• The widespread practice of bonded labor facilitates this attitude. Bonded labor is technically illegal, but is still widely practiced, particularly in the brick-making industry, and religious minorities form a high percentage of bonded laborers – effectively slaves. Loans for medicine and survival turn into chains of servitude, with such victims being kept in private prisons often, given virtually no food, and families can be kept enslaved for whole many generations in this way. In some cases, ‘owners’ – and this applies to more mainstream landlords who have given loans – have abused their position by seizing other family members or family property and not deducting it from the debt, or not accounting for pay withheld against the debt.
• Minority communities are often targeted economically. Discrimination in and of itself has economic effects, but extremist groups also target minority groups for funds, extorting protection money under the guise of ‘jizya’, a Sharia concept whereby minority religions are deemed to enter into a covenant with the Islamic administration whereby they pay a tax that guarantees certain levels of religious freedom and safety. Criminal gangs use this concept to justify their extortion of money from vulnerable minority communities.
•The concept of Jizya is closely linked to a concept of communal responsibility. The actions of just one member that are considered to violate the agreement, the whole community is held responsible and liable for the consequences.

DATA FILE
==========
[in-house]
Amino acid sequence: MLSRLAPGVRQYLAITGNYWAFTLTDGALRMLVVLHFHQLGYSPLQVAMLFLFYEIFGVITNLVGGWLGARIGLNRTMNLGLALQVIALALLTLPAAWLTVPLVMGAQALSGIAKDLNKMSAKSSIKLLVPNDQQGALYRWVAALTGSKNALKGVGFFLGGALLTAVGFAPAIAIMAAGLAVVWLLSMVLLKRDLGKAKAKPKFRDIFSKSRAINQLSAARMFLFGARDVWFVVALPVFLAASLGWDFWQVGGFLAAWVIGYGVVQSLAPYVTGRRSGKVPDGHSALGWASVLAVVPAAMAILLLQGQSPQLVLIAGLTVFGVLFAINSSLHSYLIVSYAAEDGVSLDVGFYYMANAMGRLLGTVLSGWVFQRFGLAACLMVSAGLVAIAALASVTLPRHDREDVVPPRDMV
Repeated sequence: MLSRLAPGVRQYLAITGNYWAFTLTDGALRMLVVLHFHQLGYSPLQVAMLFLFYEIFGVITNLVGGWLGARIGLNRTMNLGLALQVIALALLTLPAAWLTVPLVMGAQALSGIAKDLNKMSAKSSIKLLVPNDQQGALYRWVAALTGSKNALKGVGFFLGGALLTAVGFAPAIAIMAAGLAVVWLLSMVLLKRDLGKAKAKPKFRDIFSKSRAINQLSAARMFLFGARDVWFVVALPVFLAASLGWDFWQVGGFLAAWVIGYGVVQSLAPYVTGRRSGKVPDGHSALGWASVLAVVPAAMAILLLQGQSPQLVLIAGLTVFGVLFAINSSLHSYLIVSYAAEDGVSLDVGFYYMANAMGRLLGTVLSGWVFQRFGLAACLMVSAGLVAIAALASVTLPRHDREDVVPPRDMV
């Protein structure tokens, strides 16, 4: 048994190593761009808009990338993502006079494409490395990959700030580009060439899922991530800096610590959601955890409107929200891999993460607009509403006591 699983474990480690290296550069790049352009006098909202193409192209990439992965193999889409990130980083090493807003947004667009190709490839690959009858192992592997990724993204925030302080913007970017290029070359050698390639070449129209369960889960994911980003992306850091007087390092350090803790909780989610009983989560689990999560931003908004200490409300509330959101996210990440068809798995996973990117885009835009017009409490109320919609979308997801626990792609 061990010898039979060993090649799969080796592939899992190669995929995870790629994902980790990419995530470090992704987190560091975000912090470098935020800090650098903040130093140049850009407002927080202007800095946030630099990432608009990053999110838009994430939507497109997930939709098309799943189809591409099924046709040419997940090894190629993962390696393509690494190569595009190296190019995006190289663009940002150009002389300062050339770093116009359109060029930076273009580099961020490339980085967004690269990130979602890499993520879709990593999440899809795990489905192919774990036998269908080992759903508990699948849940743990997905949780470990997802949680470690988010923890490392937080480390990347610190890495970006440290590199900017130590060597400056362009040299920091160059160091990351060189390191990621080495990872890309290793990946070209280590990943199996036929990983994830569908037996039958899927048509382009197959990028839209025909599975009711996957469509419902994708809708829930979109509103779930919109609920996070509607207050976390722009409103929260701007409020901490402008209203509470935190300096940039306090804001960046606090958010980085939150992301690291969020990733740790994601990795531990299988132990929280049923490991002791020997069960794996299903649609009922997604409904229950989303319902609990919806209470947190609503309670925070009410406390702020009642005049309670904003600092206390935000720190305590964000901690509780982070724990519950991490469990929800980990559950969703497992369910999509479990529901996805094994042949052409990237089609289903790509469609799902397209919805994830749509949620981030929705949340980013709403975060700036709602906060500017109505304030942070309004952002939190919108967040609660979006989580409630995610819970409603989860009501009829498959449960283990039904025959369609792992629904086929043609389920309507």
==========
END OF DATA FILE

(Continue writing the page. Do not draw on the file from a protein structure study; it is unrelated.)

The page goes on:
• Such a concept means that events, particularly blasphemy charges, ca be staged or manipulated to spark a kind of pogrom or economic warfare. Other causes can include a minority religious person standing up for their rights. In general, these attacks are more likely when a community is deemed to get above itself – either Christians attracting converts and interest from Muslims, or a community or family becoming more prosperous than the Muslims around them, thus upsetting the social order and ideology where Muslims must be dominant, or an Imam wanting to suppress a local church that has services at the same time as Muslim prayers. Christian communities seem to be a particular target of these kinds of attack. Typically, Islamic Madrassas and mosques will organize the attacks using mosque loudspeakers to call for Muslims to defend Islam against the infidels, and whole communities are burned, vandalized, looted and destroyed, with especial care taken to destroy all means of economic livelihood and wealth generation or retention, as well as religious books and items.